While the use of oaths is allowed in committees of both Houses, punishment
for perjury has been rare; all identified cases have related to petitions
for divorce, before that process was relegated to the courts in 1969. Nonetheless,
experience suggests that the use of the oath power has generally been sufficient
in itself to impress upon witnesses the importance of giving truthful answers.
This experience may be a useful consideration to the review of Parliaments
coercive powers. The strength of its power lies in the fact that all negative
consequences for an untruthful witness accused of perjury are achieved
through the criminal justice system, which over the years has developed
systems and procedures that accord with legal and constitutional norms.
If there is to be a review of Parliaments coercive powers, it appears
that there are really three basic options: retain the current powers; abolish
all or some of them; or update and develop new ones. In the end, the result
could lead to a preference for one of these options or, just as likely,
some combination of the three. Whatever the final choice, a review should
ensure that Parliament will be ready to deal with future obstacles to obtaining
the information that is essential to its proper functioning.
1. Stockdale v. Hansard, (1839), 112 E.R. 1112, p.1117.
2. Joint Committee on Parliamentary Privilege, Parliament of the United
Kingdom, Report and Proceedings, 318, p.82.
3. See J.P. Joseph Maingot, Parliamentary Privilege in Canada 2nd ed.,
House of Commons and McGill Queens University Press, 1977 pp. 144-145
and p. 192 n. 71.
4. Defamation Act 1996 (UK), s.13.
5. Pepper v. Hart,  A.C. 593 and Prebble v. Television New Zealand,
 1 A.C. 321 (P.C.).
6. See UK House of Commons Journals: December 8, 1857, p.10, Attorney General
is directed to prosecute Edward Auchmuty Glover for presenting false evidence
in the Beverley election hearing. January 24, 1860 p.38, Attorney General
is directed to prosecute William McGall for giving perjured evidence to
the Committee of Elections investigating the Berwick-Upon-Tweed election.
April 23, 1866, p. 239, Henry Chambers presented perjured evidence in
the Maidstone Election investigation, and the Attorney General was directed
7. Erskine May testimony, question 89.
8. United Kingdom House of Commons Constitutional Affairs Committee, Constitutional
Role of the Attorney General, 5th Report of Session 2006-07.
9. The Whiteaves divorce case was the impetus for allowing select committees
to examine witnesses under oath.
10. Nova Scotia and New Brunswick had existing divorce courts prior to
Confederation, which continued unchanged after 1867. As the Province of
Canada had no equivalent court, divorce petitions from Ontario and Quebec
were referred to the Senate. For further discussion on the need to examine
witnesses under oath, see Senate Debates, March 31, 1868; April 30, 1868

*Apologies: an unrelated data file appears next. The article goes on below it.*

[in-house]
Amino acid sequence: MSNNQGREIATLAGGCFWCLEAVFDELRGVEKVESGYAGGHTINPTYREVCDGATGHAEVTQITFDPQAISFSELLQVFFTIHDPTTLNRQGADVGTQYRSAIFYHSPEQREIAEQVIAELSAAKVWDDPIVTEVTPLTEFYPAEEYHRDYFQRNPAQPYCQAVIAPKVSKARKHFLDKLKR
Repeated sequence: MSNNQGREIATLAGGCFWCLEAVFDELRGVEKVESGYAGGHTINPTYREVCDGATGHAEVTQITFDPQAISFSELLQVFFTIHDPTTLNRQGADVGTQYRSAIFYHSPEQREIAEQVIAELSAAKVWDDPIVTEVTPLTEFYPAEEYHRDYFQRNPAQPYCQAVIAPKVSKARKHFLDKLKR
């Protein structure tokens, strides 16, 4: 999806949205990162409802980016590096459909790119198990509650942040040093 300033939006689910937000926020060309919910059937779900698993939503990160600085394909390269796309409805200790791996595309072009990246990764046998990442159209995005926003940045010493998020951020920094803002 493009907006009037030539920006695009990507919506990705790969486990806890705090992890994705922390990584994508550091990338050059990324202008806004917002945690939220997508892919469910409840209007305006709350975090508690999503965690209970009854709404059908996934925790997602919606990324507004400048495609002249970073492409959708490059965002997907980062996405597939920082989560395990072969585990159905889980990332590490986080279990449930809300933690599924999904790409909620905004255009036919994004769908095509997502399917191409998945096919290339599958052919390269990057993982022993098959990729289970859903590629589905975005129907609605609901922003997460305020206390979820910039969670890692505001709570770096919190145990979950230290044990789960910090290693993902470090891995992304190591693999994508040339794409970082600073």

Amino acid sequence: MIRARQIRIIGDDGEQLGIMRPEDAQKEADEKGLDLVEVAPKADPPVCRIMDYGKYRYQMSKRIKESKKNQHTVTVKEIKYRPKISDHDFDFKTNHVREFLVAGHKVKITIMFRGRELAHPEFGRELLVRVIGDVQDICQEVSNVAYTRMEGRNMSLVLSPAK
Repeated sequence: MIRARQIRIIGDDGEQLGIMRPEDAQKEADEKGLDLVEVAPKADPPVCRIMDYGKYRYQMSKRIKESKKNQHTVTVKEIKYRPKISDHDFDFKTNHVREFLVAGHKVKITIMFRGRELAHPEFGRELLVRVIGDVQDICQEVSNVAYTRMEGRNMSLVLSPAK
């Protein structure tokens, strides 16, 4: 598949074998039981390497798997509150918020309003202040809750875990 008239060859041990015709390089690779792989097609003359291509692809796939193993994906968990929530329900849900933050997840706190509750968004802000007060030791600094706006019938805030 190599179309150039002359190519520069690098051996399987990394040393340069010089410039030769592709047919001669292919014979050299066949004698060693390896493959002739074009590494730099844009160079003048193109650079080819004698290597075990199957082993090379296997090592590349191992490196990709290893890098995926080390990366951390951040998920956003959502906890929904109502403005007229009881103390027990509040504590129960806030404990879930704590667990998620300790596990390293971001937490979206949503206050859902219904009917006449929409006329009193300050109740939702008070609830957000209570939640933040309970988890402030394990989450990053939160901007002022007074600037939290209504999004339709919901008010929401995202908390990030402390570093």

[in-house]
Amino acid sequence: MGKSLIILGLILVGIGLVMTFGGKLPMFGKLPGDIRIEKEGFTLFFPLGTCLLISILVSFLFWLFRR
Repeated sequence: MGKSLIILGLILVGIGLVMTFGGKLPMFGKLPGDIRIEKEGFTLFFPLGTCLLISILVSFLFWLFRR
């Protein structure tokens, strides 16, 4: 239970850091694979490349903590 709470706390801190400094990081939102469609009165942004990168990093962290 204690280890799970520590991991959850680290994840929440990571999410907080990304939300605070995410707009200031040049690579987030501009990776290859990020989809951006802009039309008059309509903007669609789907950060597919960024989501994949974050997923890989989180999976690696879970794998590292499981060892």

and May 4, 1868.
11. See Senate Debates, April 30, 1868 pp.232-234 and House of Commons
Journals, May 4, 1868, p.275.
12. See House of Commons Debates, April 18, 1873.
13. See the: Reports of the Select Standing Committee on Privileges and
Elections relative to Certain Statements and Charges Made in Connection
with the Tenders and Contracts Respecting the Quebec Harbour Works and
the Esquimalt Graving Dock, bound in volume as Tarte vs. McGreevy, 1891,
Library of Parliament. See Report 7 in that volume for the detailed charges
14. See House of Commons Journals, September 24, 1891, p.529.
15. See The Queen v. Connolly and McGreevy, 1 C.C.C. 468,  O.J. No.
119, 25 O.R. 151, esp. pp.473-475.
16. Gagliano v. Canada (Attorney General) (F.C.)  3 F.C. 555, paras.
77 and 78.
17. Canada Evidence Act, s.5(2).
18. See J.P. Joseph Maingot tesstimony to the Subcommittee on Parliamentary
Privilege of the Standing Committee on Procedure and House Affairs, Nov.
16, 2004, p.39.
20. Thomas J. Abernathy, Jr. and Margaret E. Arcus, The Law and Divorce
in Canada, The Family Coordinator, Vol. 26, No. 4, October 1977, pp.409-413.
21. Journals of the Senate, December 11, 1962, pp.410-11.
22. Journals of the Senate, June 1, 1954, p.519.
23. The men could only have been held in prison for contempt until the
end of session, on Feb. 6, 1963, a term of less than 3 months. The maximum
penalty for perjury is up to fourteen years imprisonment, whereas for a
contempt of Parliament, one can only be imprisoned until the end of that
24. Canada (House of Commons) v. Vaid,  S.C.R. 667, 2005 SCC 30.
25. Notably in Knopf v. Canada (House of Commons), 2006 FC 808, 3430901
Canada Inc. v.
Canada (Minister of Industry), (1999), 177 F.T.R. 161 and
Ainsworth Lumber Co. v. Canada (Attorney General) and Paul Martin, (2003),
15 B.C.L.R. (4th) 255.
26. Congressional Research Service, Report for Congress, Congresss Contempt
Power: Law, History, Practice and Procedure, July 2007, p.15.
27. See especially the 14th Report of the Standing Committee on Procedure
and House Affairs, 2004 and the Report of the Standing Committee on Public
Accounts of June, 2007.